A suburban Detroit state representative says newly released documents raise some “serious red flags” about the Education Achievement Authority.
That state-run “reform district” for the lowest-performing schools is only operating in 15 former Detroit Public Schools right now.
State Representative Ellen Cogen Lipton, a Huntington Woods Democrat, got the information through a Freedom of Information Act request.
The records released so far reveal some financial trouble for the EAA.
The district has borrowed at least $12 million—apparently in two $6 million chunks, in September and February—in state aid through the Detroit Public Schools.
DPS has its own financial troubles and is operating under a state-appointed emergency financial manager, Roy Roberts.
The EAA is operating right now under an interlocal agreement between DPS and Eastern Michigan University, while Governor Snyder pushes legislation that would codify it in state law. The State House has already passed that bill.
Emails also reveal that when DPS called in part of the loan, the EAA couldn’t pay and had to ask for an advance on state aid, which it received.
An email from EAA Deputy Chancellor of Fiscal Affairs Rebecca Lee-Gwin shows that state officials asked them to modify their request so it didn’t indicate a loan payment.
“Treasury and the Governor’s Office are requesting that we change the state aid application to reflect a shortage in payroll instead of a shortage to cover debt (the $6M loan received through the Detroit Public Schools),” Lee-Gwin wrote to EAA Chancellor John Covington in an email dated January 14, 2013.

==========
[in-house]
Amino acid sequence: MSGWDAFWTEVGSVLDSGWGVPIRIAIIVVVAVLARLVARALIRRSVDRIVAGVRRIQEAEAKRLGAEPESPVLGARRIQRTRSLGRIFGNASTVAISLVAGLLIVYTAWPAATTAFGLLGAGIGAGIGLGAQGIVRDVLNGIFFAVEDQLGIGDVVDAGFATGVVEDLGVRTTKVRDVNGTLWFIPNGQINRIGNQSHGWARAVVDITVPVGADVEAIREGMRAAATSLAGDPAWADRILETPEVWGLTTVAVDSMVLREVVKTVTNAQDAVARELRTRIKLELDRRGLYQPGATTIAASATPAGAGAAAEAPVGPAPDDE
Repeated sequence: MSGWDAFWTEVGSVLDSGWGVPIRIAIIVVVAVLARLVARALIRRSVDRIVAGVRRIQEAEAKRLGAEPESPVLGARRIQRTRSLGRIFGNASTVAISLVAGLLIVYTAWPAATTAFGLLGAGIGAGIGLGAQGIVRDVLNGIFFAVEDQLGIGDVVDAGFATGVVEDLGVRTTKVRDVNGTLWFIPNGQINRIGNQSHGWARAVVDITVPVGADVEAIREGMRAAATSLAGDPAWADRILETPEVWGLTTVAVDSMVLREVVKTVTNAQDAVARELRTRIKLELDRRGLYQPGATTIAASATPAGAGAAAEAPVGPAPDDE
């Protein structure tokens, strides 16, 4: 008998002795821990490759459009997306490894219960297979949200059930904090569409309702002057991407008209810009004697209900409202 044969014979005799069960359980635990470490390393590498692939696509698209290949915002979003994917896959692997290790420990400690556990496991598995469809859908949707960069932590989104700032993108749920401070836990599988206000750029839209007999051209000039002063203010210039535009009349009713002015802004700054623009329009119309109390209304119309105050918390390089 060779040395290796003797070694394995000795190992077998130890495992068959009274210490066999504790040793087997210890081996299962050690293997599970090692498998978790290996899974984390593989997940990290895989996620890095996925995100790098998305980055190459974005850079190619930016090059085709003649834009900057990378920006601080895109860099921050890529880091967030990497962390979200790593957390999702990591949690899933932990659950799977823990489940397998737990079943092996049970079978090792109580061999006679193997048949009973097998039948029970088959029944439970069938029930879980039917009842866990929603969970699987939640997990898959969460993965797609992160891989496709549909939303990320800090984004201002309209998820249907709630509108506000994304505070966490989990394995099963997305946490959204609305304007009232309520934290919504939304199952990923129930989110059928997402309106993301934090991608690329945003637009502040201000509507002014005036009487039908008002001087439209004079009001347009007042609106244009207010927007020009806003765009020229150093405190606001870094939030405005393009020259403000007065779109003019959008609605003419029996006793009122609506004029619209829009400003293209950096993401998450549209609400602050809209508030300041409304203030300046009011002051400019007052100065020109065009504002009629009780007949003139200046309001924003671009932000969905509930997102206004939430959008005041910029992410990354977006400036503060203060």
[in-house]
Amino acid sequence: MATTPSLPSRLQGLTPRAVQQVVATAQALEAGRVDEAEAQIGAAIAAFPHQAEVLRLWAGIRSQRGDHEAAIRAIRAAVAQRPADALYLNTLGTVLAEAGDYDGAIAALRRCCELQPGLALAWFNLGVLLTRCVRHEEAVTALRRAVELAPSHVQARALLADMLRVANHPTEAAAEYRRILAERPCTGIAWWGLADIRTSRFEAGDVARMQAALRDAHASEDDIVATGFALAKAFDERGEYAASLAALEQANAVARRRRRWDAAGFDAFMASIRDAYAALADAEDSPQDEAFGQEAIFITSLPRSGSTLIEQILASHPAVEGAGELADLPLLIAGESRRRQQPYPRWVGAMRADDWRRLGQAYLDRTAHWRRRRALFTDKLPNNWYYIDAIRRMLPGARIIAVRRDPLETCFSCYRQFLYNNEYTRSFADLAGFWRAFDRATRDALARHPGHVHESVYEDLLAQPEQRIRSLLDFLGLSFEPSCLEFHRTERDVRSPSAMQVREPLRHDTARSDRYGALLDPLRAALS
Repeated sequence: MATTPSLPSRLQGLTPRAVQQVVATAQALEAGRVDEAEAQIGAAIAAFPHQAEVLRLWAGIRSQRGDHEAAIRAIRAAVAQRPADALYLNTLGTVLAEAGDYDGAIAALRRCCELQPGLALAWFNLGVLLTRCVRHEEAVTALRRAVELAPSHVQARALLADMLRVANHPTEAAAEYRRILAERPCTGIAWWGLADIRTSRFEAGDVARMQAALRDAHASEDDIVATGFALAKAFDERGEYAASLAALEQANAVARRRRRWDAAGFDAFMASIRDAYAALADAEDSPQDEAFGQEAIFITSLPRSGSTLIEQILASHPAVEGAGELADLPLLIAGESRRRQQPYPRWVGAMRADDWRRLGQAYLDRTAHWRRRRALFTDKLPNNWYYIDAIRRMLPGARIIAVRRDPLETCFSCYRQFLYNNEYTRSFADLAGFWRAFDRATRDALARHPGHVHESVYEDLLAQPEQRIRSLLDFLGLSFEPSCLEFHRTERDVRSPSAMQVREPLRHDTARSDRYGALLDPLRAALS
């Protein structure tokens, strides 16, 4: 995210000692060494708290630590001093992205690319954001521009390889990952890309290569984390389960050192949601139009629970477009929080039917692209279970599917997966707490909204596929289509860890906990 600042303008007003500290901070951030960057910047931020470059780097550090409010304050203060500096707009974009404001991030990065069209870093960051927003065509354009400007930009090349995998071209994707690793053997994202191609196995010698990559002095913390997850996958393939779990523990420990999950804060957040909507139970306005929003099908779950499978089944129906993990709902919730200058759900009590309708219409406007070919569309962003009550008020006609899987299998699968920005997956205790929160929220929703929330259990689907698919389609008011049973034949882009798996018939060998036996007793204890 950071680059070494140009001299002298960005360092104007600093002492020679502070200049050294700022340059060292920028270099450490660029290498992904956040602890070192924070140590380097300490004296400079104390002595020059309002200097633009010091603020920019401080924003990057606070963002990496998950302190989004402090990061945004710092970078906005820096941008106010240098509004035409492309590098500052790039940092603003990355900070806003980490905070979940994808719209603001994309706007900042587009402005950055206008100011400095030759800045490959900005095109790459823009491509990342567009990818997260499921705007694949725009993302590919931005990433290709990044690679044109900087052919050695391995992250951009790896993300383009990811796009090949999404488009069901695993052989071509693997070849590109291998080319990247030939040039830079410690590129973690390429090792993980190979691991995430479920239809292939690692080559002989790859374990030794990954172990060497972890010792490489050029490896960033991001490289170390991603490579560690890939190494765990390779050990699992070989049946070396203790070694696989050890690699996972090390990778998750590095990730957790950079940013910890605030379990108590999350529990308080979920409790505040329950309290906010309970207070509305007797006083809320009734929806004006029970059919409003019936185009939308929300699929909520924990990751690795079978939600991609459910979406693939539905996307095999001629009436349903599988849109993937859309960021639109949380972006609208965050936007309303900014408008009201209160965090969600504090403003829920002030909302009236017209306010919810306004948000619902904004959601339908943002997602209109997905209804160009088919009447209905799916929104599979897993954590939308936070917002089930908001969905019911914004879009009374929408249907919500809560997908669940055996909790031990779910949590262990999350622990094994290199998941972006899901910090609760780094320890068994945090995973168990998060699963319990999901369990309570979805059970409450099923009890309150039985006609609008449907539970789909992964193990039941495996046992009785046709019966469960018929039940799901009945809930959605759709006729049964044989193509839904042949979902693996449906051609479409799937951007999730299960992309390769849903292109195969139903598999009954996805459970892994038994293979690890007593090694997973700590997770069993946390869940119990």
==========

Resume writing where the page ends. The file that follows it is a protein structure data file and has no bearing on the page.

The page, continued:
Caleb Buhs, a spokesman for the State Treasury, confirmed the loans. He says DPS merely served as a conduit for the EAA’s borrowing rather than a direct lender, because the EAA isn’t authorized to borrow on its own yet.
Buhs emphasized that it isn’t unusual for school districts to borrow money, and the EAA is dealing with startup costs while also fundraising to support its operations.
That’s reflected in another email from Governor Snyder’s Transformation Manager, Richard Baird, to EAA officials regarding its application for a state advance.
“All we need to say is, ‘As a start-up organization, EAA received no Foundation Allowance funding until the schools were opened and operating. The costs associated…were covered by philanthropic gifts from Corporations and Foundations, and there is a cash flow differential based on pledges made over time,’” Baird wrote on January 2, 2013.
As for the larger FOIA request that revealed these documents, Lipton says she’s only received some of what she’s requested. To get the rest, she must pay almost $2700.
Though Lipton believes the fee is exorbitant, she’s paid it anyway because she thinks it’s important legislators and the public know what’s going on in the EAA.
“Some education advocacy and other groups have made FOIA requests, and have been blocked by being charged very high fees,” Lipton says. “And it’s had a huge chilling effect on the ability to get documents.”
Lipton says finances are only one reason she’s concerned about what’s going on in the EAA.
“I feel that we are following a very flawed model,” Lipton says.
“It’s not enough to say, ‘At least we’re doing something’ [for the state’s lowest-performing schools]. If the something is worse than the problem you were trying to solve, that’s not a solution.”